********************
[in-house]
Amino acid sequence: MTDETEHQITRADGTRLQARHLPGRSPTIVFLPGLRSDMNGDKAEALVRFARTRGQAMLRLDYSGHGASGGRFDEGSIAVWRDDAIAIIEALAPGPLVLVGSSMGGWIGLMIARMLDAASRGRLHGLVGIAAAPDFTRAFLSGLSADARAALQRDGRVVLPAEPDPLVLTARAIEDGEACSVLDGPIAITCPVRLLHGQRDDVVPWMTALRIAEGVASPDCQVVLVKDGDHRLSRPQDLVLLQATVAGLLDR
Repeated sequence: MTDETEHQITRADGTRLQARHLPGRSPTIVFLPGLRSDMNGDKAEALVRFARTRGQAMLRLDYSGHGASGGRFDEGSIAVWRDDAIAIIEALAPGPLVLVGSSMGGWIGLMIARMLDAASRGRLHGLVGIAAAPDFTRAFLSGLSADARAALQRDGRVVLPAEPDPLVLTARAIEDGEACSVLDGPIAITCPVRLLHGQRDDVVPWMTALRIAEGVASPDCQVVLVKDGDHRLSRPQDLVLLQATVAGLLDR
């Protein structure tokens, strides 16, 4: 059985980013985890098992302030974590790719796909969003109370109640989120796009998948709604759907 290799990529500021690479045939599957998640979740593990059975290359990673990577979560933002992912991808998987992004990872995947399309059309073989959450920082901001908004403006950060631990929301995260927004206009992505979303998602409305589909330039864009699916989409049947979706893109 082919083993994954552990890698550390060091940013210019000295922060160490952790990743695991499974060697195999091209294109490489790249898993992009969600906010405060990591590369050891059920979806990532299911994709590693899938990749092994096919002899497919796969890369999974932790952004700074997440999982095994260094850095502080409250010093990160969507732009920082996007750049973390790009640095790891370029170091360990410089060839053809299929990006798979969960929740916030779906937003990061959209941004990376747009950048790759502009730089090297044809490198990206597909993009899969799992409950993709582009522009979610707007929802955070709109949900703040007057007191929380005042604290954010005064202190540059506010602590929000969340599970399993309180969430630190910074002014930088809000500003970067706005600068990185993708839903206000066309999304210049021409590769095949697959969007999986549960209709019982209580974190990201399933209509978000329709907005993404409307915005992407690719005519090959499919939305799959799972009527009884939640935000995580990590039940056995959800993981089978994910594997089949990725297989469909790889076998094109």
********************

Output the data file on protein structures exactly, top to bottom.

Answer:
[in-house]
Amino acid sequence: MTDETEHQITRADGTRLQARHLPGRSPTIVFLPGLRSDMNGDKAEALVRFARTRGQAMLRLDYSGHGASGGRFDEGSIAVWRDDAIAIIEALAPGPLVLVGSSMGGWIGLMIARMLDAASRGRLHGLVGIAAAPDFTRAFLSGLSADARAALQRDGRVVLPAEPDPLVLTARAIEDGEACSVLDGPIAITCPVRLLHGQRDDVVPWMTALRIAEGVASPDCQVVLVKDGDHRLSRPQDLVLLQATVAGLLDR
Repeated sequence: MTDETEHQITRADGTRLQARHLPGRSPTIVFLPGLRSDMNGDKAEALVRFARTRGQAMLRLDYSGHGASGGRFDEGSIAVWRDDAIAIIEALAPGPLVLVGSSMGGWIGLMIARMLDAASRGRLHGLVGIAAAPDFTRAFLSGLSADARAALQRDGRVVLPAEPDPLVLTARAIEDGEACSVLDGPIAITCPVRLLHGQRDDVVPWMTALRIAEGVASPDCQVVLVKDGDHRLSRPQDLVLLQATVAGLLDR
């Protein structure tokens, strides 16, 4: 059985980013985890098992302030974590790719796909969003109370109640989120796009998948709604759907 290799990529500021690479045939599957998640979740593990059975290359990673990577979560933002992912991808998987992004990872995947399309059309073989959450920082901001908004403006950060631990929301995260927004206009992505979303998602409305589909330039864009699916989409049947979706893109 082919083993994954552990890698550390060091940013210019000295922060160490952790990743695991499974060697195999091209294109490489790249898993992009969600906010405060990591590369050891059920979806990532299911994709590693899938990749092994096919002899497919796969890369999974932790952004700074997440999982095994260094850095502080409250010093990160969507732009920082996007750049973390790009640095790891370029170091360990410089060839053809299929990006798979969960929740916030779906937003990061959209941004990376747009950048790759502009730089090297044809490198990206597909993009899969799992409950993709582009522009979610707007929802955070709109949900703040007057007191929380005042604290954010005064202190540059506010602590929000969340599970399993309180969430630190910074002014930088809000500003970067706005600068990185993708839903206000066309999304210049021409590769095949697959969007999986549960209709019982209580974190990201399933209509978000329709907005993404409307915005992407690719005519090959499919939305799959799972009527009884939640935000995580990590039940056995959800993981089978994910594997089949990725297989469909790889076998094109």